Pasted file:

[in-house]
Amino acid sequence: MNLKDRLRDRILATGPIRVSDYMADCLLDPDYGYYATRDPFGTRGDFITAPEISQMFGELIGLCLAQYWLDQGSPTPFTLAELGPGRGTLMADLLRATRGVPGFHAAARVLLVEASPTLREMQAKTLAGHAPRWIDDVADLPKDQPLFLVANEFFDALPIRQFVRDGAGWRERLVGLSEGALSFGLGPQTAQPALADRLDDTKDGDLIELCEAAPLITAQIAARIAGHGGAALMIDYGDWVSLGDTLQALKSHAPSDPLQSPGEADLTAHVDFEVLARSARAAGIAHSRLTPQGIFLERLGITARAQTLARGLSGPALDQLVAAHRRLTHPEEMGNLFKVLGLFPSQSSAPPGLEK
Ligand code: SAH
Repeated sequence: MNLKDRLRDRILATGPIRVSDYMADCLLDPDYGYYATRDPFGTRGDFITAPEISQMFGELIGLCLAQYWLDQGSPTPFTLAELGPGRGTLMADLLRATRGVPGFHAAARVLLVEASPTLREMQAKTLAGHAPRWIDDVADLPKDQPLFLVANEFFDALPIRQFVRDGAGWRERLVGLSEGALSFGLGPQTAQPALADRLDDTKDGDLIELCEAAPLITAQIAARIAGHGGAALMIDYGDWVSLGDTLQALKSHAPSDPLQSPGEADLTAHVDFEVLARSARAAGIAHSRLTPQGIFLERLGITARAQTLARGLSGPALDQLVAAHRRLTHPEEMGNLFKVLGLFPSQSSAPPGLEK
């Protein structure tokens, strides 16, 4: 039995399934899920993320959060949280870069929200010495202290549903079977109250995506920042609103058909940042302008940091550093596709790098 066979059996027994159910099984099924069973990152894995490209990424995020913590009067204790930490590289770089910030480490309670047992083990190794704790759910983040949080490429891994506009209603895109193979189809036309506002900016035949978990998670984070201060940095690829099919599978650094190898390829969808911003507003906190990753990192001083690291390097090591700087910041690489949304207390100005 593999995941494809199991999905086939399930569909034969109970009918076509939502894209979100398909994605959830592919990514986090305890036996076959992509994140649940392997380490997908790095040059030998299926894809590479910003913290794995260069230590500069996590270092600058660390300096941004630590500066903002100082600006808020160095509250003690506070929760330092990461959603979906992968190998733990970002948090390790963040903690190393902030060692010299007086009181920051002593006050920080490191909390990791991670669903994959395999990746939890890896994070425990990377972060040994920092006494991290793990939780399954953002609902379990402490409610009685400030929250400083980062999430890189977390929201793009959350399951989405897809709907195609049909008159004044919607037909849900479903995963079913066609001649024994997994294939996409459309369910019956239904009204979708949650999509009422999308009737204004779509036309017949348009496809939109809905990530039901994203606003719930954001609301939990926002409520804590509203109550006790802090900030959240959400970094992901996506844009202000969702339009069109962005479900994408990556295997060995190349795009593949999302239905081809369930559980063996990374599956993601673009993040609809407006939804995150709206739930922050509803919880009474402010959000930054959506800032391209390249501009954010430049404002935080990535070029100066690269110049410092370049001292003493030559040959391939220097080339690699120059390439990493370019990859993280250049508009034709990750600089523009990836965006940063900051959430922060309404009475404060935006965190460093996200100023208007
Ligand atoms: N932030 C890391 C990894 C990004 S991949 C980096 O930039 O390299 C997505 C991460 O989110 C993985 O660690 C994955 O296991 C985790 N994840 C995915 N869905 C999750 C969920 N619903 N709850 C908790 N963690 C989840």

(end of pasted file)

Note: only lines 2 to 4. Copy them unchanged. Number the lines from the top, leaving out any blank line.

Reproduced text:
Amino acid sequence: MNLKDRLRDRILATGPIRVSDYMADCLLDPDYGYYATRDPFGTRGDFITAPEISQMFGELIGLCLAQYWLDQGSPTPFTLAELGPGRGTLMADLLRATRGVPGFHAAARVLLVEASPTLREMQAKTLAGHAPRWIDDVADLPKDQPLFLVANEFFDALPIRQFVRDGAGWRERLVGLSEGALSFGLGPQTAQPALADRLDDTKDGDLIELCEAAPLITAQIAARIAGHGGAALMIDYGDWVSLGDTLQALKSHAPSDPLQSPGEADLTAHVDFEVLARSARAAGIAHSRLTPQGIFLERLGITARAQTLARGLSGPALDQLVAAHRRLTHPEEMGNLFKVLGLFPSQSSAPPGLEK
Ligand code: SAH
Repeated sequence: MNLKDRLRDRILATGPIRVSDYMADCLLDPDYGYYATRDPFGTRGDFITAPEISQMFGELIGLCLAQYWLDQGSPTPFTLAELGPGRGTLMADLLRATRGVPGFHAAARVLLVEASPTLREMQAKTLAGHAPRWIDDVADLPKDQPLFLVANEFFDALPIRQFVRDGAGWRERLVGLSEGALSFGLGPQTAQPALADRLDDTKDGDLIELCEAAPLITAQIAARIAGHGGAALMIDYGDWVSLGDTLQALKSHAPSDPLQSPGEADLTAHVDFEVLARSARAAGIAHSRLTPQGIFLERLGITARAQTLARGLSGPALDQLVAAHRRLTHPEEMGNLFKVLGLFPSQSSAPPGLEK